How to disable the spritesheet system used by Construct 3?

  • Hi, I'd like to disable the spritesheet system used by Construct 3 and return to the C2 system.

    The reason why I need to do this is that I need to apply a lot of lossy compression on my images so that the game can be reduced to less than 100Mb in order to be uploaded on Google Play. If I do that on the shared spritesheet, the quality is unacceptable (too many different colors on the same file for the compression to look correct).

    Also, the game exported with C3 crashes sometimes, while this never happened with the C2 export. Unless I'm missing something, this is probably due to the different object used on the same spritesheets, which may saturate memory.

    For these two reasons, I'd like to revert to the C2 spritesheet system. If another way of dealing with the problems I have exist, I'm interested in learning about it.

    Thanks!

  • Are you compressing images using some external software, or this option?

  • My game started crashing on some iPhones after adding more players. Turned out it was due to RAM usage. As soon as I reduced that it worked again, so everything points to that.

    having said that there are some possible issues here:

    On a couple of my attempts, using Construct 3 to export this game ( game itself is 100% Construct 2 )

    it started crashing even on other phones, again because Construct 3's Spritesheets use more RAM.

    As for game/download size:

    I did use PNGoo to recompress images after export, because recompressing in Construct 3 did very little.

    With my method the final game was around 13 MB, using only Construct 2 or 3 compression it is at least double that size.

    So, having spriteshhet option to revert to Construct 2 way, seems like would definitely help in situations like this ( with RAM issues ), but unless I am missing something using externaal software to reduce download size still seems to be the only option

  • Splitting spritesheets in to individual images will actually increase the download size.

    Suppose you have 20 frames of the player sprite, and the player's head is the same in every frame. A spritesheet image will compress away to nothing the 19 copies of the identical player's head as identical to the first, making the file smaller. If they are in separate images, then each file must store a full copy of the player's head - even if compressed, you'll have 20 copies of the same thing.

    In other words, when all the images are in the same file, image compression can remove similar parts of the image across frames. So you're hoping that tweaking the image compression format will more than outweigh the effect of bloating the download size by splitting everything in to individual images. It's not clear that this will be effective.

  • Thanks for all the replies.

    I didn't change the image compression format inside C3, I use tinyPNG to recompress everything.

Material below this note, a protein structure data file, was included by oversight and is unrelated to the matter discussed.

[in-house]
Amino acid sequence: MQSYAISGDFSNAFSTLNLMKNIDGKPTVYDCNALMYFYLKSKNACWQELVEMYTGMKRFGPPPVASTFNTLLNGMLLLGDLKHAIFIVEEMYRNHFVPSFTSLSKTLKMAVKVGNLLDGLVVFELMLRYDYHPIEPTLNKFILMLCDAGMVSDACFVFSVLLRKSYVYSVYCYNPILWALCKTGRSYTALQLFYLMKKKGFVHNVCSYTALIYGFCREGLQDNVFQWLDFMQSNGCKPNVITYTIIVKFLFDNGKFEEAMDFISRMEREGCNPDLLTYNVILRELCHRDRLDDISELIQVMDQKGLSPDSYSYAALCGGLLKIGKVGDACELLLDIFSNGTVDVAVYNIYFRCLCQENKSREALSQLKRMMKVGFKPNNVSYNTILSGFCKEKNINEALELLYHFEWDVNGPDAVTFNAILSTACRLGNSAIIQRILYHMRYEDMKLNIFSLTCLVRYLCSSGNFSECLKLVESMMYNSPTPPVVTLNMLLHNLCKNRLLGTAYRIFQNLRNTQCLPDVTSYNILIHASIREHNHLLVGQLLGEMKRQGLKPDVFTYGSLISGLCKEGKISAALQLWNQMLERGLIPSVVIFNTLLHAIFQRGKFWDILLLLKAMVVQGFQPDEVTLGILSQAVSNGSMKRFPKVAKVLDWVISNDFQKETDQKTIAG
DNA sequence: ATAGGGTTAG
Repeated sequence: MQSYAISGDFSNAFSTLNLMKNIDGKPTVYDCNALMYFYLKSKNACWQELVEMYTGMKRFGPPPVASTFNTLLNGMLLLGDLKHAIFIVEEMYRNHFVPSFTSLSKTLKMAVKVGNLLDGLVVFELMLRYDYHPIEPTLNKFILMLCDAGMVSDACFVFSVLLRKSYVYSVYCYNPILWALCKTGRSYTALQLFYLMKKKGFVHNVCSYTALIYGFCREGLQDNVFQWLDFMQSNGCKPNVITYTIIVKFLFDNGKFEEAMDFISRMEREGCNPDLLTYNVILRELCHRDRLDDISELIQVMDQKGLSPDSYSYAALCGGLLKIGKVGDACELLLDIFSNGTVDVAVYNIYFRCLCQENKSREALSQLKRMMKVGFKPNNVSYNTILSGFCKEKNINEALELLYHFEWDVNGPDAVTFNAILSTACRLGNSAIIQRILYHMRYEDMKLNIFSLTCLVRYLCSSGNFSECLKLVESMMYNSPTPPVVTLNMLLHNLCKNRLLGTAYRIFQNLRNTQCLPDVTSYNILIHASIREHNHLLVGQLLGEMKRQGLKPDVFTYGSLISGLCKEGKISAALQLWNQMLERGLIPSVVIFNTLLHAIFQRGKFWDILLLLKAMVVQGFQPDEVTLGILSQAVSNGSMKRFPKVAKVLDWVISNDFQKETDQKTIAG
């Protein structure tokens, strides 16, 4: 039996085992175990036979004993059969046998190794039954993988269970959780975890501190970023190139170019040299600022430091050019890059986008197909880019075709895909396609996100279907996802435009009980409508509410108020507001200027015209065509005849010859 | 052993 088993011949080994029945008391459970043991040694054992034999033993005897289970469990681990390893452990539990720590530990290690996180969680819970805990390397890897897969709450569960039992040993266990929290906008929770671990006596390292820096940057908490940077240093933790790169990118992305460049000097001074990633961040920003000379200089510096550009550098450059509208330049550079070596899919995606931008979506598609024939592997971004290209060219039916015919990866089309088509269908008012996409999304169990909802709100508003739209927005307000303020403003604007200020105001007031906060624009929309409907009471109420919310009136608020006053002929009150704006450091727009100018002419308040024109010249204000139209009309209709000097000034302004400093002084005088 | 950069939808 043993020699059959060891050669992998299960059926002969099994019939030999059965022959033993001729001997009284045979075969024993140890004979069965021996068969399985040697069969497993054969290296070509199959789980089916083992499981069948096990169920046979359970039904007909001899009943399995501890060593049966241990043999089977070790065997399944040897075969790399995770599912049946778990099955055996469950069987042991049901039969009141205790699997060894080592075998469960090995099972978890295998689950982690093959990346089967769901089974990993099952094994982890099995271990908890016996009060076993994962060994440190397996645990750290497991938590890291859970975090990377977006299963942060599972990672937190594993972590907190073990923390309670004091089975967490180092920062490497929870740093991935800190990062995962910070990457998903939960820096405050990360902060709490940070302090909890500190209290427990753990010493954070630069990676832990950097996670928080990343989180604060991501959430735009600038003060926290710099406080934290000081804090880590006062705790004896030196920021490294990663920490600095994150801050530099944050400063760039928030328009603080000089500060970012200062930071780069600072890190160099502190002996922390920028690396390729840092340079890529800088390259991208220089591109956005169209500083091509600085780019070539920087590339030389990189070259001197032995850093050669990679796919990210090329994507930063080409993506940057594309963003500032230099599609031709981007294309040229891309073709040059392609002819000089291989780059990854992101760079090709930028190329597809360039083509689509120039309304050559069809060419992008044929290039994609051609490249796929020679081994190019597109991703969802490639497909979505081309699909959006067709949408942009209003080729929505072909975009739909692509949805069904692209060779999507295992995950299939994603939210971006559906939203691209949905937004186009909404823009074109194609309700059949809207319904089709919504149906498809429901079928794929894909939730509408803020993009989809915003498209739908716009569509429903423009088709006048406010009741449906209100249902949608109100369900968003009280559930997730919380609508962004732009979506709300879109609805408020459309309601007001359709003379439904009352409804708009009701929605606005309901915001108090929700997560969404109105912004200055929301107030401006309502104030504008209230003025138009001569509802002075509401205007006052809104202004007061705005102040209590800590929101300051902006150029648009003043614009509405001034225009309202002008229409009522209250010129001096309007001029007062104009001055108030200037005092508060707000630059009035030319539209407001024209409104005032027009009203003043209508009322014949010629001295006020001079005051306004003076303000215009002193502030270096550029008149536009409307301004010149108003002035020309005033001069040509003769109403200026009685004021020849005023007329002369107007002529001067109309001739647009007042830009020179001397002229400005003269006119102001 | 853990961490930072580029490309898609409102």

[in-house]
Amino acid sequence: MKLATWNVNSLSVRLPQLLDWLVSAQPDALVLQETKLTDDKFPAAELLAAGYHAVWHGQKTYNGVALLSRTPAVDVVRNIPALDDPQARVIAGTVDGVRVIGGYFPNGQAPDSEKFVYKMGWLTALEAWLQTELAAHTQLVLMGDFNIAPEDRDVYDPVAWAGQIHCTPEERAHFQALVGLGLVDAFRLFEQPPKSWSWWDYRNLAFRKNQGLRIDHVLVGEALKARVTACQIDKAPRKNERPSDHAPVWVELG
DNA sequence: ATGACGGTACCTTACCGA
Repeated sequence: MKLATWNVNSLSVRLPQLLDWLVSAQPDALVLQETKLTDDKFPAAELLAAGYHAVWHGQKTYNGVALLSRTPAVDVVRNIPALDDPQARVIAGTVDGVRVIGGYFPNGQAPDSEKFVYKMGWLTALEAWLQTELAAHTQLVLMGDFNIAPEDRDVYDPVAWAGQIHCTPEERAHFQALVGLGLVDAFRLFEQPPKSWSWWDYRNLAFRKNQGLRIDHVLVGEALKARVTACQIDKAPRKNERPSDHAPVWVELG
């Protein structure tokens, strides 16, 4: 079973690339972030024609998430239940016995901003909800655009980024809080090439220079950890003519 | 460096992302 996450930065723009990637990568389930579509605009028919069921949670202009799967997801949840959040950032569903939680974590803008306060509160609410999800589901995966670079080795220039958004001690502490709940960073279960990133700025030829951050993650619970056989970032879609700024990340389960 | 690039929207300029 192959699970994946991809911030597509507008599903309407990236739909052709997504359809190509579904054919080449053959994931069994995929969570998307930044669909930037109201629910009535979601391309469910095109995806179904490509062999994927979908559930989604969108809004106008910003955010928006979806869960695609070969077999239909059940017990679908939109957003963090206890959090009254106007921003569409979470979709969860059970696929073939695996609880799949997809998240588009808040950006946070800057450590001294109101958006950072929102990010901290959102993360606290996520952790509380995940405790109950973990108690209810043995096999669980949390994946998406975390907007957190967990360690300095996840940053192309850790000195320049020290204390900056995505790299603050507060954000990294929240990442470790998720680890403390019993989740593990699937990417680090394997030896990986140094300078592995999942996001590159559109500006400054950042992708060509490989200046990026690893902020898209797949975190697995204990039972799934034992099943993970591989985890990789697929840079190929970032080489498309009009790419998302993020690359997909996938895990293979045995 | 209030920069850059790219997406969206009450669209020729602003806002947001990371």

Ashley , here is an image from the exported image folder in C3. It contains images from roughly 15 or 20 different objects in the game. That means in every layout where any of these object appears, the whole 1024x1024 image is loaded in memory... In addition to many others.

    So if I'm correct the RAM usage is MUCH higher than if every object type had its own spritesheet, as in C2. This is probably why the game is crashing all the time when exported with C3.

    The secondary (less problematic, but still) problem, is that with so many different colors on one image, tinyPNG's compression gets very crappy.

  • So if I'm correct the RAM usage is MUCH higher than if every object type had its own spritesheet, as in C2. This is probably why the game is crashing all the time when exported with C3.

    You can customise the spritesheet size to help manage the tradeoff here. Do you have actual measurements to indicate the difference?

    FYI automatically generating spritesheets are extraordinarily complicated and have many subtle tradeoffs. I have worked on this extensively for years and there are a lot of surprising results. It depends entirely on the project and specific images being used. Spritesheeting can actually reduce memory usage thanks to power-of-two packing, can reduce the download size, improves runtime performance, and usually significantly improves loading times. However it comes at the cost of reducing texture memory management granularity. C3 does arrange images together based on their usage across layouts to try to mitigate this.

  • So if I'm correct the RAM usage is MUCH higher than if every object type had its own spritesheet, as in C2. This is probably why the game is crashing all the time when exported with C3.

    From my recent experience I would say yes, that is exactly why it's crashing.

    I was lucky enough that some basic cleaning up/cropping of all images did the trick and reduced RAM usage enough so that Construct 2 export now works, as I was already in the process of trying to figure out how to split things over 2 layouts and halve RAM usage, and that would have been somewhere between pain in the ass to impossible.

    I don't know what your case is, maybe it is possible to split things over 2 layouts. Can't think of any other options.

    You know, move half of the stuff to another layout, and do the old school, fade when entering a door or a cave and switch to that layout, same when you go back. But without knowing what your game is I am kind of just guessing.